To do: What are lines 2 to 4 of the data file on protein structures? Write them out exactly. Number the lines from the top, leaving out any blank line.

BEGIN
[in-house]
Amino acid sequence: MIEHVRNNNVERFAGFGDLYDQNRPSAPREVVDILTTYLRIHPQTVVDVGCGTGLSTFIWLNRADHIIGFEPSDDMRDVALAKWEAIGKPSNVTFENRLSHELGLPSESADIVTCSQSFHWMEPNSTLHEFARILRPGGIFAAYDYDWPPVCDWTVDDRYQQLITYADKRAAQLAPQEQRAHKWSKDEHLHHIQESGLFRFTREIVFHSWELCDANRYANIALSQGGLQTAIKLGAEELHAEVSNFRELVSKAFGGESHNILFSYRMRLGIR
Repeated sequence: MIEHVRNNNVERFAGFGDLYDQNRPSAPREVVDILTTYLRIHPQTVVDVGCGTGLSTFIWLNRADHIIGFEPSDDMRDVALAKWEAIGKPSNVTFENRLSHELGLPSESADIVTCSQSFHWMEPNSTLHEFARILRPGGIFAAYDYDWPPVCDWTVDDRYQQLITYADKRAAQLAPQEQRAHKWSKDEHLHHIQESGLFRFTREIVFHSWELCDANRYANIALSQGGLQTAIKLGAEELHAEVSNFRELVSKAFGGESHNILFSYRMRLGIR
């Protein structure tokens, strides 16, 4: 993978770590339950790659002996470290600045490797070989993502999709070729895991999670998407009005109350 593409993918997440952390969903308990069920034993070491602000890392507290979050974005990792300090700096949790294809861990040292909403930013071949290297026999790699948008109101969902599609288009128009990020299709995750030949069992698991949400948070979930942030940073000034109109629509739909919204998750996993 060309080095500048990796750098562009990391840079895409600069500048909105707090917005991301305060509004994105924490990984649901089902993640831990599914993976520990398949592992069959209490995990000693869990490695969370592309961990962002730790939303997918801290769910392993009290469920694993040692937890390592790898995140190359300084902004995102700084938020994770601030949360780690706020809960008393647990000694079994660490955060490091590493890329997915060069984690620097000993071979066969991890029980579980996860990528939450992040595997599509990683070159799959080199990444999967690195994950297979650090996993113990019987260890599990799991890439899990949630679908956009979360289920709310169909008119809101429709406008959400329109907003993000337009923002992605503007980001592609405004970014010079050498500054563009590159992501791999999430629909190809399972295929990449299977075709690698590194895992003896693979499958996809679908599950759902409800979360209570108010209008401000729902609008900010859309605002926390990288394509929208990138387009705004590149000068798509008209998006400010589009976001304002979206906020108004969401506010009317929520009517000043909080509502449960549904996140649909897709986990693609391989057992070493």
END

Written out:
Amino acid sequence: MIEHVRNNNVERFAGFGDLYDQNRPSAPREVVDILTTYLRIHPQTVVDVGCGTGLSTFIWLNRADHIIGFEPSDDMRDVALAKWEAIGKPSNVTFENRLSHELGLPSESADIVTCSQSFHWMEPNSTLHEFARILRPGGIFAAYDYDWPPVCDWTVDDRYQQLITYADKRAAQLAPQEQRAHKWSKDEHLHHIQESGLFRFTREIVFHSWELCDANRYANIALSQGGLQTAIKLGAEELHAEVSNFRELVSKAFGGESHNILFSYRMRLGIR
Repeated sequence: MIEHVRNNNVERFAGFGDLYDQNRPSAPREVVDILTTYLRIHPQTVVDVGCGTGLSTFIWLNRADHIIGFEPSDDMRDVALAKWEAIGKPSNVTFENRLSHELGLPSESADIVTCSQSFHWMEPNSTLHEFARILRPGGIFAAYDYDWPPVCDWTVDDRYQQLITYADKRAAQLAPQEQRAHKWSKDEHLHHIQESGLFRFTREIVFHSWELCDANRYANIALSQGGLQTAIKLGAEELHAEVSNFRELVSKAFGGESHNILFSYRMRLGIR
């Protein structure tokens, strides 16, 4: 993978770590339950790659002996470290600045490797070989993502999709070729895991999670998407009005109350 593409993918997440952390969903308990069920034993070491602000890392507290979050974005990792300090700096949790294809861990040292909403930013071949290297026999790699948008109101969902599609288009128009990020299709995750030949069992698991949400948070979930942030940073000034109109629509739909919204998750996993 060309080095500048990796750098562009990391840079895409600069500048909105707090917005991301305060509004994105924490990984649901089902993640831990599914993976520990398949592992069959209490995990000693869990490695969370592309961990962002730790939303997918801290769910392993009290469920694993040692937890390592790898995140190359300084902004995102700084938020994770601030949360780690706020809960008393647990000694079994660490955060490091590493890329997915060069984690620097000993071979066969991890029980579980996860990528939450992040595997599509990683070159799959080199990444999967690195994950297979650090996993113990019987260890599990799991890439899990949630679908956009979360289920709310169909008119809101429709406008959400329109907003993000337009923002992605503007980001592609405004970014010079050498500054563009590159992501791999999430629909190809399972295929990449299977075709690698590194895992003896693979499958996809679908599950759902409800979360209570108010209008401000729902609008900010859309605002926390990288394509929208990138387009705004590149000068798509008209998006400010589009976001304002979206906020108004969401506010009317929520009517000043909080509502449960549904996140649909897709986990693609391989057992070493």